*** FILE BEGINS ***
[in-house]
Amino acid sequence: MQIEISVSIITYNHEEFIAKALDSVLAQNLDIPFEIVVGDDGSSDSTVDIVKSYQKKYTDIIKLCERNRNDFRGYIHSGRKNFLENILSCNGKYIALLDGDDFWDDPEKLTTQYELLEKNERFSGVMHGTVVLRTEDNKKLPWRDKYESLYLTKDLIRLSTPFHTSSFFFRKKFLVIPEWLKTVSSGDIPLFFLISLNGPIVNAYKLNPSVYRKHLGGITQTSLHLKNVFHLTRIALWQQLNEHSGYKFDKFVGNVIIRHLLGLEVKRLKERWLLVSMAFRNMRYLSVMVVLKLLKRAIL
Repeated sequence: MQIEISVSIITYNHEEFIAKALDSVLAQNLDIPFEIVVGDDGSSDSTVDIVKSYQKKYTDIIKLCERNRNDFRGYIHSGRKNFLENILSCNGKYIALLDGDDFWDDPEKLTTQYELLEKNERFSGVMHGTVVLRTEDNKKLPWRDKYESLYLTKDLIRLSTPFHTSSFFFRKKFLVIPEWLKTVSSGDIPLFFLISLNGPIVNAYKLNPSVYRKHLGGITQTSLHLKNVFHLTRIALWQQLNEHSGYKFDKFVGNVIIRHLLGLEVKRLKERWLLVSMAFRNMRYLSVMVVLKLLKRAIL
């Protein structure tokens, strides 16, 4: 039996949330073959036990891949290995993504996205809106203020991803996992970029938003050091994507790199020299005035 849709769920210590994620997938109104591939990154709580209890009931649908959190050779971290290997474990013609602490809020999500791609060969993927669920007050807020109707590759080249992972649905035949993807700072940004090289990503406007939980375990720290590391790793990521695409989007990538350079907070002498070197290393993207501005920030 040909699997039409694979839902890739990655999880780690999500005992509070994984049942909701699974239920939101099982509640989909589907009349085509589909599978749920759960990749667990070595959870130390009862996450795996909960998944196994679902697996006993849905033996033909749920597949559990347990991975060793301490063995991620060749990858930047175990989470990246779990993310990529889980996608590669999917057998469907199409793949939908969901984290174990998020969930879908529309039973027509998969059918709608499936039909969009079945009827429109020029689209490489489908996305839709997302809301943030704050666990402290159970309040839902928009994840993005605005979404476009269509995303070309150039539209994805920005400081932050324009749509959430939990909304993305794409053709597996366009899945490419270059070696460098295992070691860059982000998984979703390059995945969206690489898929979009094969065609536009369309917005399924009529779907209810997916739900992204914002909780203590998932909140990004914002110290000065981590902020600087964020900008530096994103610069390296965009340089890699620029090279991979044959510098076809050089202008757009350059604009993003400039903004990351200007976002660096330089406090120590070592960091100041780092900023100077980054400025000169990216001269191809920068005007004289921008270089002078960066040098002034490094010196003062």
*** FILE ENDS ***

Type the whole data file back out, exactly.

[in-house]
Amino acid sequence: MQIEISVSIITYNHEEFIAKALDSVLAQNLDIPFEIVVGDDGSSDSTVDIVKSYQKKYTDIIKLCERNRNDFRGYIHSGRKNFLENILSCNGKYIALLDGDDFWDDPEKLTTQYELLEKNERFSGVMHGTVVLRTEDNKKLPWRDKYESLYLTKDLIRLSTPFHTSSFFFRKKFLVIPEWLKTVSSGDIPLFFLISLNGPIVNAYKLNPSVYRKHLGGITQTSLHLKNVFHLTRIALWQQLNEHSGYKFDKFVGNVIIRHLLGLEVKRLKERWLLVSMAFRNMRYLSVMVVLKLLKRAIL
Repeated sequence: MQIEISVSIITYNHEEFIAKALDSVLAQNLDIPFEIVVGDDGSSDSTVDIVKSYQKKYTDIIKLCERNRNDFRGYIHSGRKNFLENILSCNGKYIALLDGDDFWDDPEKLTTQYELLEKNERFSGVMHGTVVLRTEDNKKLPWRDKYESLYLTKDLIRLSTPFHTSSFFFRKKFLVIPEWLKTVSSGDIPLFFLISLNGPIVNAYKLNPSVYRKHLGGITQTSLHLKNVFHLTRIALWQQLNEHSGYKFDKFVGNVIIRHLLGLEVKRLKERWLLVSMAFRNMRYLSVMVVLKLLKRAIL
């Protein structure tokens, strides 16, 4: 039996949330073959036990891949290995993504996205809106203020991803996992970029938003050091994507790199020299005035 849709769920210590994620997938109104591939990154709580209890009931649908959190050779971290290997474990013609602490809020999500791609060969993927669920007050807020109707590759080249992972649905035949993807700072940004090289990503406007939980375990720290590391790793990521695409989007990538350079907070002498070197290393993207501005920030 040909699997039409694979839902890739990655999880780690999500005992509070994984049942909701699974239920939101099982509640989909589907009349085509589909599978749920759960990749667990070595959870130390009862996450795996909960998944196994679902697996006993849905033996033909749920597949559990347990991975060793301490063995991620060749990858930047175990989470990246779990993310990529889980996608590669999917057998469907199409793949939908969901984290174990998020969930879908529309039973027509998969059918709608499936039909969009079945009827429109020029689209490489489908996305839709997302809301943030704050666990402290159970309040839902928009994840993005605005979404476009269509995303070309150039539209994805920005400081932050324009749509959430939990909304993305794409053709597996366009899945490419270059070696460098295992070691860059982000998984979703390059995945969206690489898929979009094969065609536009369309917005399924009529779907209810997916739900992204914002909780203590998932909140990004914002110290000065981590902020600087964020900008530096994103610069390296965009340089890699620029090279991979044959510098076809050089202008757009350059604009993003400039903004990351200007976002660096330089406090120590070592960091100041780092900023100077980054400025000169990216001269191809920068005007004289921008270089002078960066040098002034490094010196003062």